BALKH: An eight-year-old boy, Tamim, polishes visitors’ shoes at Hazrat Ali’s Shrine in Mazar-i-Sharif city to feed his family, but his gestures and voice tone differ from that of other boys of the same age, resembling more of a girl.
Tamim, a girl, disguised as a boy, reluctantly opens up to an Afghan Peace Watch (APW) reporter and shares her tragic life story. With tears rolling down her cheeks, Tamim said her real name is Forozan. “I adopted this new identity and appearance after I lost my father two and a half years ago when he used to serve in the Afghan army against the Taliban.”
“My grandmother gave me this new identity as a boy and named me Tamim,” said Forozan in anguish, adding, “because boys are less vulnerable than girls and can work without any risk.”
Following her uncle’s job loss after the previous government collapsed and when her grandmother could no longer work due to joint pains, the onus was on Forozan to take responsibility at such a minor age and provide for her family.
Forozan, having her head shaved, returned home with 180 Afghanis she received through begging on the first two days of working as Tamim. On the third day, she bought herself shoe polish and brushes with the money earned and began polishing visitors’ shoes at the shrine.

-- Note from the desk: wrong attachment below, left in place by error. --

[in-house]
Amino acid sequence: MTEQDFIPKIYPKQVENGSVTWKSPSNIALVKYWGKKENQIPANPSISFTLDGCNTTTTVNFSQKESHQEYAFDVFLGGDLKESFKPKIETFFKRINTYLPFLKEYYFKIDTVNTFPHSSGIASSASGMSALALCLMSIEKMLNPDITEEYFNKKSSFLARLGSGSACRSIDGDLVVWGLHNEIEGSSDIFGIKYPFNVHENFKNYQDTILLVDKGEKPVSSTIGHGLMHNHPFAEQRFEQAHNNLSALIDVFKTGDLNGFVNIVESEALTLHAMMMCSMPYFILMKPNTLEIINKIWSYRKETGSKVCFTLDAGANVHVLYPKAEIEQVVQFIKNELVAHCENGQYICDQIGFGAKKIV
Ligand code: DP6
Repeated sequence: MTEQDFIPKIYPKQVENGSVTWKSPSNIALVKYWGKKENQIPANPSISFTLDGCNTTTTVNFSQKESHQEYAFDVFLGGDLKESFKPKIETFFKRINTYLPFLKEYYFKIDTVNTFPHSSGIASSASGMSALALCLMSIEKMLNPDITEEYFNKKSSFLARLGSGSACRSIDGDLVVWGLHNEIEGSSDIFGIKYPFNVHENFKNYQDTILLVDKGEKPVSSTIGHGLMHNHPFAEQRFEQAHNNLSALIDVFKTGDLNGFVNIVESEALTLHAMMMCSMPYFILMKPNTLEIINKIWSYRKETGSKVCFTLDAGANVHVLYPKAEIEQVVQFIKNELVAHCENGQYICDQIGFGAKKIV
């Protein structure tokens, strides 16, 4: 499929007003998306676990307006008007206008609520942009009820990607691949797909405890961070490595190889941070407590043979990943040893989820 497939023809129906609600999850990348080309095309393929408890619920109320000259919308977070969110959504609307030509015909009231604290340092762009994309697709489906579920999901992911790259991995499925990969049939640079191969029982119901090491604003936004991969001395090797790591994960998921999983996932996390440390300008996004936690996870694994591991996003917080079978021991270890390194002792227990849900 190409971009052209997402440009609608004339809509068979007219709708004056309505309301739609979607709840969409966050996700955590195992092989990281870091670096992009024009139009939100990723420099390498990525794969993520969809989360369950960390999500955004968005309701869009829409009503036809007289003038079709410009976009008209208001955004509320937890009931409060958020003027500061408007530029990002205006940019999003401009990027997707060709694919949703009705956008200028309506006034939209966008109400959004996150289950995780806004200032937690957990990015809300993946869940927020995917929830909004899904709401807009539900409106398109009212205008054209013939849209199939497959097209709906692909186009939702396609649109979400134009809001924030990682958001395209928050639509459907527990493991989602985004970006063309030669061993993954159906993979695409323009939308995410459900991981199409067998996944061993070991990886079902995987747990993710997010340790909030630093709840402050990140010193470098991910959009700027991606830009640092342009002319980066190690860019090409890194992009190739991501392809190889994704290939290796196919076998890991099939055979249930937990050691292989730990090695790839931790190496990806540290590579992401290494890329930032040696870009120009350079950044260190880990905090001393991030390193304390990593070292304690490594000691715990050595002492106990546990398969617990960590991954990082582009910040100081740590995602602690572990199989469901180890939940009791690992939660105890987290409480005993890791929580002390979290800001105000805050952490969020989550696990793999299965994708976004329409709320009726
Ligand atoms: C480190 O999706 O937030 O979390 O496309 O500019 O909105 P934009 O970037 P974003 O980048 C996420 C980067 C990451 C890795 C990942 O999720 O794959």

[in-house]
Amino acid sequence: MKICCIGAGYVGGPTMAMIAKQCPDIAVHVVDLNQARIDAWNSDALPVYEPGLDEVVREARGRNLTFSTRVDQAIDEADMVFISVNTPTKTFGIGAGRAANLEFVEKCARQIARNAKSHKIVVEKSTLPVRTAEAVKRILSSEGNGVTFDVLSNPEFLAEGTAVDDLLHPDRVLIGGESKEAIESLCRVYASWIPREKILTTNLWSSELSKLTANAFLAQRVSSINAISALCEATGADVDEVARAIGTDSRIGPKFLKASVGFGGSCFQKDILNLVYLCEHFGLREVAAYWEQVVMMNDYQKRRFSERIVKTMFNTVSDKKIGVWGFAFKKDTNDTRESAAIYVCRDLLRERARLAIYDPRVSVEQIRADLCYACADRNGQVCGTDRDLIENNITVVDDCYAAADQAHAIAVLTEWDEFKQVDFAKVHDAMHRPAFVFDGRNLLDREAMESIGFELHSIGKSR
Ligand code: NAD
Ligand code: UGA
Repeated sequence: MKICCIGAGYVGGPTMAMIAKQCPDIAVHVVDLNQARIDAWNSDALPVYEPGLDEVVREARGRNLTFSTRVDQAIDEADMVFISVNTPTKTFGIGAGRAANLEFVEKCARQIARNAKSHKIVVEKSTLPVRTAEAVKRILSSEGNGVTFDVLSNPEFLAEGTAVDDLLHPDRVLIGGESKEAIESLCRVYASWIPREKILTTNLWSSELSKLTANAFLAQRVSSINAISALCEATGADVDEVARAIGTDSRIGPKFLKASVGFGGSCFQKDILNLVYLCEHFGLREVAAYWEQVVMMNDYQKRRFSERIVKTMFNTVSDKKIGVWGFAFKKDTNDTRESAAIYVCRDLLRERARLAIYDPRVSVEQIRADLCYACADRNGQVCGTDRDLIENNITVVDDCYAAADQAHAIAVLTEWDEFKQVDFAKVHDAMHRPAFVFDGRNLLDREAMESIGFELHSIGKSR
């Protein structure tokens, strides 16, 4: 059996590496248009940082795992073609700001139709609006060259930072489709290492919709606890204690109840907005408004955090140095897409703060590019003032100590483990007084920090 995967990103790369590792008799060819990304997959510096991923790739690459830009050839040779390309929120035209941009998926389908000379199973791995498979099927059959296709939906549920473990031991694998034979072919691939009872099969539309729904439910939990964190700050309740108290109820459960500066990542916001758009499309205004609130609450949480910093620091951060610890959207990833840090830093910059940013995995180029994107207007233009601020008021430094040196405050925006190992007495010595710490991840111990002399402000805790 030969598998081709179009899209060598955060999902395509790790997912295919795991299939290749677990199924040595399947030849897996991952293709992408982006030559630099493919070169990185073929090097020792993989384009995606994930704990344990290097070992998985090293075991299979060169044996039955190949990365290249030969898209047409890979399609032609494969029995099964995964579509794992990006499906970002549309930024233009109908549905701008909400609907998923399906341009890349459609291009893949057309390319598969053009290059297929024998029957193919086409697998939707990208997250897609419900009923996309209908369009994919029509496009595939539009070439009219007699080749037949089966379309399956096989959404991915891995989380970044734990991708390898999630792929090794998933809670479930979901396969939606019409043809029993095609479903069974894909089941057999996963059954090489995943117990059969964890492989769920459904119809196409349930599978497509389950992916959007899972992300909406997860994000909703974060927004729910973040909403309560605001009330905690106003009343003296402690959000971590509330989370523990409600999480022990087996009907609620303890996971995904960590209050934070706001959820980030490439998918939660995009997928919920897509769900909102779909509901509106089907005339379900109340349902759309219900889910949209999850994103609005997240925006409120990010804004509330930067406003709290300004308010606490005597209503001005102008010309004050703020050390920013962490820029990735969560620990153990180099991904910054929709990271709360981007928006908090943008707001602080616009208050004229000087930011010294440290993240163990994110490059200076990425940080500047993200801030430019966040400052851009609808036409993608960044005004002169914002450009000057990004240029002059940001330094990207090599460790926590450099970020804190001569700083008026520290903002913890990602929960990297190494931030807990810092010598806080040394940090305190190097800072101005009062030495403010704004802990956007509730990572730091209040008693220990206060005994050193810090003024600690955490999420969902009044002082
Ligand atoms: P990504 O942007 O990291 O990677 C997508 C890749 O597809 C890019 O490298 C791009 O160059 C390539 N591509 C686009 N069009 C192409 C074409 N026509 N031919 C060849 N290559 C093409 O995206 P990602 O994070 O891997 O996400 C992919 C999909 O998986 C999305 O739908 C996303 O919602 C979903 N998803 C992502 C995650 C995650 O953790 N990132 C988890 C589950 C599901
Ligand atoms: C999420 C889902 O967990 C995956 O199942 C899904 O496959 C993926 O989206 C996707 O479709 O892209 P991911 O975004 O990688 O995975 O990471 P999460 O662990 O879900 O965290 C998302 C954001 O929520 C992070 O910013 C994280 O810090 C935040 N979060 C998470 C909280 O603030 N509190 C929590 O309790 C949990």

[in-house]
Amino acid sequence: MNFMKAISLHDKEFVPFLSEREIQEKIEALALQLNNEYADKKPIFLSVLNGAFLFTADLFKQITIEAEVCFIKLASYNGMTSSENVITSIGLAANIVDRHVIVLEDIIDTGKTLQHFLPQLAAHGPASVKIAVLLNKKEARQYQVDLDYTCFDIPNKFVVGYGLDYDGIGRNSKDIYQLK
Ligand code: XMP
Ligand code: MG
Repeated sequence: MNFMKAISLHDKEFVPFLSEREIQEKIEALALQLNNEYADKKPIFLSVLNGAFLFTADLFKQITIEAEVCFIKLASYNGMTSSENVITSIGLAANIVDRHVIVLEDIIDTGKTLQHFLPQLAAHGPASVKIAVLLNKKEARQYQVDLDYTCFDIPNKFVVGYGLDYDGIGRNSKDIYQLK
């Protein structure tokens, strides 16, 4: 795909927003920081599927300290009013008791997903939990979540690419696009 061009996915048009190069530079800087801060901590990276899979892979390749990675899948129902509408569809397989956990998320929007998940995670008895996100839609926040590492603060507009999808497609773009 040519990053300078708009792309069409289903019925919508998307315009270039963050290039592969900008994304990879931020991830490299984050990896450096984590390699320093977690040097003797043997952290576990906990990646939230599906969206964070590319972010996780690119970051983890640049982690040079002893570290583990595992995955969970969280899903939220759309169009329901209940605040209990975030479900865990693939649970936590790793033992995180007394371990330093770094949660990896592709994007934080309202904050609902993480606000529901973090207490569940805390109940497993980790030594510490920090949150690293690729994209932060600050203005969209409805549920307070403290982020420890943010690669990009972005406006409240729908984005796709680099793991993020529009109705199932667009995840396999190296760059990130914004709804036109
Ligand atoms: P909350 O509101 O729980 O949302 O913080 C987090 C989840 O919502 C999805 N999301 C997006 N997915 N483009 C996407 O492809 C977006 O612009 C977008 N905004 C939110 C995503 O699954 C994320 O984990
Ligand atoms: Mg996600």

“It has been six months since I began working with my new identity, and I am happy because sometimes I earn around 200 AFN and can purchase bread for my family every night,” said Forozan, who has a sister and brother aged four and five respectively.
Having no choice but to work to feed her family, Forozan wishes to return to her original identity and pursue her dreams of education; however, it is uncertain how many months or years she will take to achieve her goals.
In addition to Forozan or rather Tamim, who is eight years old, the humanitarian and unemployment crises in the country have resulted in hundreds of other children being engaged in all kinds of hard work, and each of these children has a different and more bitter story in their lives.